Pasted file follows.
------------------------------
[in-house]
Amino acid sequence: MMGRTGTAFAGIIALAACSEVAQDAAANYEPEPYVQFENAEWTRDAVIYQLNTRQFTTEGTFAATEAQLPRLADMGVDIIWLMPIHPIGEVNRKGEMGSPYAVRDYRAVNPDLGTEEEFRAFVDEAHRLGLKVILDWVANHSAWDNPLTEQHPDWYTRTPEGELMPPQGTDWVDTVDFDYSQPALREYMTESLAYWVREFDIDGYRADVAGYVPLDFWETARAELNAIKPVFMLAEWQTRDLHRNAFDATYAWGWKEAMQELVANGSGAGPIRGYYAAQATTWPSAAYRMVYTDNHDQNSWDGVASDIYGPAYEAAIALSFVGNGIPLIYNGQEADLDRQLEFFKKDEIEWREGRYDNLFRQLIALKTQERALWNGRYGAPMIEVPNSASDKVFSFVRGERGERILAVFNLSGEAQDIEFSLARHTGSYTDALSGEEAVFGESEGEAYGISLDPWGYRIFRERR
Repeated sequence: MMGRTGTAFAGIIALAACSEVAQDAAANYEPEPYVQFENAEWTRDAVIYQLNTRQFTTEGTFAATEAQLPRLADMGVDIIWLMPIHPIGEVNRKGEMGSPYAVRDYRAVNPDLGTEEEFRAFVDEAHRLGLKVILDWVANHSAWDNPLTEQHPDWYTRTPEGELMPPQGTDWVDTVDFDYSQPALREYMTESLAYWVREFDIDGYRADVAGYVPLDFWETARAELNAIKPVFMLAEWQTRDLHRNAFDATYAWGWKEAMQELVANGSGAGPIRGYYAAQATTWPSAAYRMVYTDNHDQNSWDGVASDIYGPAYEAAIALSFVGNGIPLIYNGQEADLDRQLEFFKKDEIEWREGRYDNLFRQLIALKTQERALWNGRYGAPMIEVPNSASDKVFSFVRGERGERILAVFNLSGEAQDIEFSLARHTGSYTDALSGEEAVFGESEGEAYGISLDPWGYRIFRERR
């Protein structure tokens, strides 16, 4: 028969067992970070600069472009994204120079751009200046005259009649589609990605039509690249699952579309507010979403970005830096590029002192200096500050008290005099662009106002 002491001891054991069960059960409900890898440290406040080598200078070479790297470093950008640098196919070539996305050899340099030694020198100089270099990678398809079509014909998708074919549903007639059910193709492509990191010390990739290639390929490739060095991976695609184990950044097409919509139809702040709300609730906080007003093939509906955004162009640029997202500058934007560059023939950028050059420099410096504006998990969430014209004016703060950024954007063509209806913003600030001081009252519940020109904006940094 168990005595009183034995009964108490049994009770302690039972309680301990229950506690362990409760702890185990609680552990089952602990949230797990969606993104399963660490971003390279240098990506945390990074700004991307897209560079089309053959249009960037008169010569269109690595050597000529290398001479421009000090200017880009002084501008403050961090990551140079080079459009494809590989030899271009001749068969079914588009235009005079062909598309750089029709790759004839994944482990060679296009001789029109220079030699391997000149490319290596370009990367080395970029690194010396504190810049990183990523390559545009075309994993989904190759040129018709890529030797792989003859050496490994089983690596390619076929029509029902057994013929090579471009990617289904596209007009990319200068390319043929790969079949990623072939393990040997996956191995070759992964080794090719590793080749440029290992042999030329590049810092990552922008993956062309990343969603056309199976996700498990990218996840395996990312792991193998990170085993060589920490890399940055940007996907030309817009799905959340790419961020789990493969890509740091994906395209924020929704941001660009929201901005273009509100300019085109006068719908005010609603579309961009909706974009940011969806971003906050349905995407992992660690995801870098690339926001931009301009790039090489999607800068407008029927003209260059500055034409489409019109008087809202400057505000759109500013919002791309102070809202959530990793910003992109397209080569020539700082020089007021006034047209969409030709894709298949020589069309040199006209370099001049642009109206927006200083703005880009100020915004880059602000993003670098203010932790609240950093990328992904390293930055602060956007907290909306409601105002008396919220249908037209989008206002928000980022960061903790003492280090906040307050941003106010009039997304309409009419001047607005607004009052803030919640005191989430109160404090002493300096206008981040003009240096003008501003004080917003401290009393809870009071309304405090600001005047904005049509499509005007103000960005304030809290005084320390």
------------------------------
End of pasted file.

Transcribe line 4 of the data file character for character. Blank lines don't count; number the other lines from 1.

């Protein structure tokens, strides 16, 4: 028969067992970070600069472009994204120079751009200046005259009649589609990605039509690249699952579309507010979403970005830096590029002192200096500050008290005099662009106002 002491001891054991069960059960409900890898440290406040080598200078070479790297470093950008640098196919070539996305050899340099030694020198100089270099990678398809079509014909998708074919549903007639059910193709492509990191010390990739290639390929490739060095991976695609184990950044097409919509139809702040709300609730906080007003093939509906955004162009640029997202500058934007560059023939950028050059420099410096504006998990969430014209004016703060950024954007063509209806913003600030001081009252519940020109904006940094 168990005595009183034995009964108490049994009770302690039972309680301990229950506690362990409760702890185990609680552990089952602990949230797990969606993104399963660490971003390279240098990506945390990074700004991307897209560079089309053959249009960037008169010569269109690595050597000529290398001479421009000090200017880009002084501008403050961090990551140079080079459009494809590989030899271009001749068969079914588009235009005079062909598309750089029709790759004839994944482990060679296009001789029109220079030699391997000149490319290596370009990367080395970029690194010396504190810049990183990523390559545009075309994993989904190759040129018709890529030797792989003859050496490994089983690596390619076929029509029902057994013929090579471009990617289904596209007009990319200068390319043929790969079949990623072939393990040997996956191995070759992964080794090719590793080749440029290992042999030329590049810092990552922008993956062309990343969603056309199976996700498990990218996840395996990312792991193998990170085993060589920490890399940055940007996907030309817009799905959340790419961020789990493969890509740091994906395209924020929704941001660009929201901005273009509100300019085109006068719908005010609603579309961009909706974009940011969806971003906050349905995407992992660690995801870098690339926001931009301009790039090489999607800068407008029927003209260059500055034409489409019109008087809202400057505000759109500013919002791309102070809202959530990793910003992109397209080569020539700082020089007021006034047209969409030709894709298949020589069309040199006209370099001049642009109206927006200083703005880009100020915004880059602000993003670098203010932790609240950093990328992904390293930055602060956007907290909306409601105002008396919220249908037209989008206002928000980022960061903790003492280090906040307050941003106010009039997304309409009419001047607005607004009052803030919640005191989430109160404090002493300096206008981040003009240096003008501003004080917003401290009393809870009071309304405090600001005047904005049509499509005007103000960005304030809290005084320390």